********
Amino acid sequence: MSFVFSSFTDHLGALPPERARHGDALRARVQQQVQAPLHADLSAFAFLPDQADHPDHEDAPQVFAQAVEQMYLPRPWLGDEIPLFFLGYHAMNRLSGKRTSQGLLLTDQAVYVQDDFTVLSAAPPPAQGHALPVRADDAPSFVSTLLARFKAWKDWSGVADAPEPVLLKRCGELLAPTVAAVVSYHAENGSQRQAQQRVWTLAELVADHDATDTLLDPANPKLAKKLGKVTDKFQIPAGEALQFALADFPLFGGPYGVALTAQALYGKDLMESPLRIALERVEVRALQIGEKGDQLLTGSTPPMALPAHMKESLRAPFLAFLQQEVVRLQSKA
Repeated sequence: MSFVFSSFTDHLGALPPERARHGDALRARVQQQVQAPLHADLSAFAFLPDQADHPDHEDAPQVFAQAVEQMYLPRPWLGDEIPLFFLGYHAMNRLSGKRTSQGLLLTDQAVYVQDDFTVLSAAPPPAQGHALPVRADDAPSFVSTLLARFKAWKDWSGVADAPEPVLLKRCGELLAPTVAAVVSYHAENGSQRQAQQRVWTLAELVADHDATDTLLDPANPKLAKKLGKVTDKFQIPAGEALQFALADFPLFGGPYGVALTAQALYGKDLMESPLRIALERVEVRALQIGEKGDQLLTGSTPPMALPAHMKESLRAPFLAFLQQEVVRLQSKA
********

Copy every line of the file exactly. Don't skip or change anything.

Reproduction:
Amino acid sequence: MSFVFSSFTDHLGALPPERARHGDALRARVQQQVQAPLHADLSAFAFLPDQADHPDHEDAPQVFAQAVEQMYLPRPWLGDEIPLFFLGYHAMNRLSGKRTSQGLLLTDQAVYVQDDFTVLSAAPPPAQGHALPVRADDAPSFVSTLLARFKAWKDWSGVADAPEPVLLKRCGELLAPTVAAVVSYHAENGSQRQAQQRVWTLAELVADHDATDTLLDPANPKLAKKLGKVTDKFQIPAGEALQFALADFPLFGGPYGVALTAQALYGKDLMESPLRIALERVEVRALQIGEKGDQLLTGSTPPMALPAHMKESLRAPFLAFLQQEVVRLQSKA
Repeated sequence: MSFVFSSFTDHLGALPPERARHGDALRARVQQQVQAPLHADLSAFAFLPDQADHPDHEDAPQVFAQAVEQMYLPRPWLGDEIPLFFLGYHAMNRLSGKRTSQGLLLTDQAVYVQDDFTVLSAAPPPAQGHALPVRADDAPSFVSTLLARFKAWKDWSGVADAPEPVLLKRCGELLAPTVAAVVSYHAENGSQRQAQQRVWTLAELVADHDATDTLLDPANPKLAKKLGKVTDKFQIPAGEALQFALADFPLFGGPYGVALTAQALYGKDLMESPLRIALERVEVRALQIGEKGDQLLTGSTPPMALPAHMKESLRAPFLAFLQQEVVRLQSKA